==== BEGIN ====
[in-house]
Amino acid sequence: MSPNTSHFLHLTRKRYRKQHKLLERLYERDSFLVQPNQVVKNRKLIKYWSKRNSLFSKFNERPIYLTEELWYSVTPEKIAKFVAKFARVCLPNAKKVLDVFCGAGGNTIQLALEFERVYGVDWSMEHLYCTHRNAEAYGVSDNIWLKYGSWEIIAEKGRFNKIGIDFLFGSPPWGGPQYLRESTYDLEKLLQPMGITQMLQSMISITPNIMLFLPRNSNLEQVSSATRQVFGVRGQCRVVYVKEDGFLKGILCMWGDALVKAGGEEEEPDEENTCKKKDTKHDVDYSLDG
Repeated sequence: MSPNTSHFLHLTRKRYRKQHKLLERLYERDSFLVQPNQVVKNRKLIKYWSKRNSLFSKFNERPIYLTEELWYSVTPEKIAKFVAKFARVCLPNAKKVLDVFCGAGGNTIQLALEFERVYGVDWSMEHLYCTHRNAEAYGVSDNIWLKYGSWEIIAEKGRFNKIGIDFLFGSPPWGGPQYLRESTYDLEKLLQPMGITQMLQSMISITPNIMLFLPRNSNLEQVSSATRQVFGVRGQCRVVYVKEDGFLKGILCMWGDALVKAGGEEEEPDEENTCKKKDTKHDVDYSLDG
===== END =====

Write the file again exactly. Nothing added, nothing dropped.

[in-house]
Amino acid sequence: MSPNTSHFLHLTRKRYRKQHKLLERLYERDSFLVQPNQVVKNRKLIKYWSKRNSLFSKFNERPIYLTEELWYSVTPEKIAKFVAKFARVCLPNAKKVLDVFCGAGGNTIQLALEFERVYGVDWSMEHLYCTHRNAEAYGVSDNIWLKYGSWEIIAEKGRFNKIGIDFLFGSPPWGGPQYLRESTYDLEKLLQPMGITQMLQSMISITPNIMLFLPRNSNLEQVSSATRQVFGVRGQCRVVYVKEDGFLKGILCMWGDALVKAGGEEEEPDEENTCKKKDTKHDVDYSLDG
Repeated sequence: MSPNTSHFLHLTRKRYRKQHKLLERLYERDSFLVQPNQVVKNRKLIKYWSKRNSLFSKFNERPIYLTEELWYSVTPEKIAKFVAKFARVCLPNAKKVLDVFCGAGGNTIQLALEFERVYGVDWSMEHLYCTHRNAEAYGVSDNIWLKYGSWEIIAEKGRFNKIGIDFLFGSPPWGGPQYLRESTYDLEKLLQPMGITQMLQSMISITPNIMLFLPRNSNLEQVSSATRQVFGVRGQCRVVYVKEDGFLKGILCMWGDALVKAGGEEEEPDEENTCKKKDTKHDVDYSLDG